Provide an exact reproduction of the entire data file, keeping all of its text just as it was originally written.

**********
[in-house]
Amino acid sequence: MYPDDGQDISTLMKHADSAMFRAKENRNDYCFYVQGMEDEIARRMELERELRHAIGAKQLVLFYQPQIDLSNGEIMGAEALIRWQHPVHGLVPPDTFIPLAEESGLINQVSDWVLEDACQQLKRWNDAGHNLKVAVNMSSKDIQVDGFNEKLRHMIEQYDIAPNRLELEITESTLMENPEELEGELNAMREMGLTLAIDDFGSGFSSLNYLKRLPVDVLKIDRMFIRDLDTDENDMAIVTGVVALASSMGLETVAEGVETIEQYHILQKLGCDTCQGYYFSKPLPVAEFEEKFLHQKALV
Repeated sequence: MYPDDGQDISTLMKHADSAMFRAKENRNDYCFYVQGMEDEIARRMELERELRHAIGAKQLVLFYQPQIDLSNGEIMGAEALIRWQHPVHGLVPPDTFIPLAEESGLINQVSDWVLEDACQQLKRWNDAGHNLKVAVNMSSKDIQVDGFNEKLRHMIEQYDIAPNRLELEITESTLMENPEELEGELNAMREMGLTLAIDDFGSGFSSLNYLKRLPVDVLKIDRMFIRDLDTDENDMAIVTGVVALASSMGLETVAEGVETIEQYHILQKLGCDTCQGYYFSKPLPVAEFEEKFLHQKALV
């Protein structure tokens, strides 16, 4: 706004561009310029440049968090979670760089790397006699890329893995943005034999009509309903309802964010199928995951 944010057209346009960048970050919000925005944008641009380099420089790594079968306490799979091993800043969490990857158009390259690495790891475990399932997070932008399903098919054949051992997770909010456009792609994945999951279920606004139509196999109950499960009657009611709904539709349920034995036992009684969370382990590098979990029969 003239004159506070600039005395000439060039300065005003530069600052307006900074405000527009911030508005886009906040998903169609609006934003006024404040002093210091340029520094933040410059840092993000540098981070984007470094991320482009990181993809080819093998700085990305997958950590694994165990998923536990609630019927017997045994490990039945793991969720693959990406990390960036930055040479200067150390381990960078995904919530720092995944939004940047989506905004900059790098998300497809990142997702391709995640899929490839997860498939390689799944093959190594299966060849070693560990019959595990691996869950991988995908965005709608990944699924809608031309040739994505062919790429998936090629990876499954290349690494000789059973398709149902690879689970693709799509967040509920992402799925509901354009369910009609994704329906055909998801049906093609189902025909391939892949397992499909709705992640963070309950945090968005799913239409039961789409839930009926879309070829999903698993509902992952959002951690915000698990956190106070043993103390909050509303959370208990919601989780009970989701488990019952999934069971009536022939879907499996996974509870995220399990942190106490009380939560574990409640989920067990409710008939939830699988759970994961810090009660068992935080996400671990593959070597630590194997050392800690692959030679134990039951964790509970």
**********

[in-house]
Amino acid sequence: MYPDDGQDISTLMKHADSAMFRAKENRNDYCFYVQGMEDEIARRMELERELRHAIGAKQLVLFYQPQIDLSNGEIMGAEALIRWQHPVHGLVPPDTFIPLAEESGLINQVSDWVLEDACQQLKRWNDAGHNLKVAVNMSSKDIQVDGFNEKLRHMIEQYDIAPNRLELEITESTLMENPEELEGELNAMREMGLTLAIDDFGSGFSSLNYLKRLPVDVLKIDRMFIRDLDTDENDMAIVTGVVALASSMGLETVAEGVETIEQYHILQKLGCDTCQGYYFSKPLPVAEFEEKFLHQKALV
Repeated sequence: MYPDDGQDISTLMKHADSAMFRAKENRNDYCFYVQGMEDEIARRMELERELRHAIGAKQLVLFYQPQIDLSNGEIMGAEALIRWQHPVHGLVPPDTFIPLAEESGLINQVSDWVLEDACQQLKRWNDAGHNLKVAVNMSSKDIQVDGFNEKLRHMIEQYDIAPNRLELEITESTLMENPEELEGELNAMREMGLTLAIDDFGSGFSSLNYLKRLPVDVLKIDRMFIRDLDTDENDMAIVTGVVALASSMGLETVAEGVETIEQYHILQKLGCDTCQGYYFSKPLPVAEFEEKFLHQKALV
């Protein structure tokens, strides 16, 4: 706004561009310029440049968090979670760089790397006699890329893995943005034999009509309903309802964010199928995951 944010057209346009960048970050919000925005944008641009380099420089790594079968306490799979091993800043969490990857158009390259690495790891475990399932997070932008399903098919054949051992997770909010456009792609994945999951279920606004139509196999109950499960009657009611709904539709349920034995036992009684969370382990590098979990029969 003239004159506070600039005395000439060039300065005003530069600052307006900074405000527009911030508005886009906040998903169609609006934003006024404040002093210091340029520094933040410059840092993000540098981070984007470094991320482009990181993809080819093998700085990305997958950590694994165990998923536990609630019927017997045994490990039945793991969720693959990406990390960036930055040479200067150390381990960078995904919530720092995944939004940047989506905004900059790098998300497809990142997702391709995640899929490839997860498939390689799944093959190594299966060849070693560990019959595990691996869950991988995908965005709608990944699924809608031309040739994505062919790429998936090629990876499954290349690494000789059973398709149902690879689970693709799509967040509920992402799925509901354009369910009609994704329906055909998801049906093609189902025909391939892949397992499909709705992640963070309950945090968005799913239409039961789409839930009926879309070829999903698993509902992952959002951690915000698990956190106070043993103390909050509303959370208990919601989780009970989701488990019952999934069971009536022939879907499996996974509870995220399990942190106490009380939560574990409640989920067990409710008939939830699988759970994961810090009660068992935080996400671990593959070597630590194997050392800690692959030679134990039951964790509970």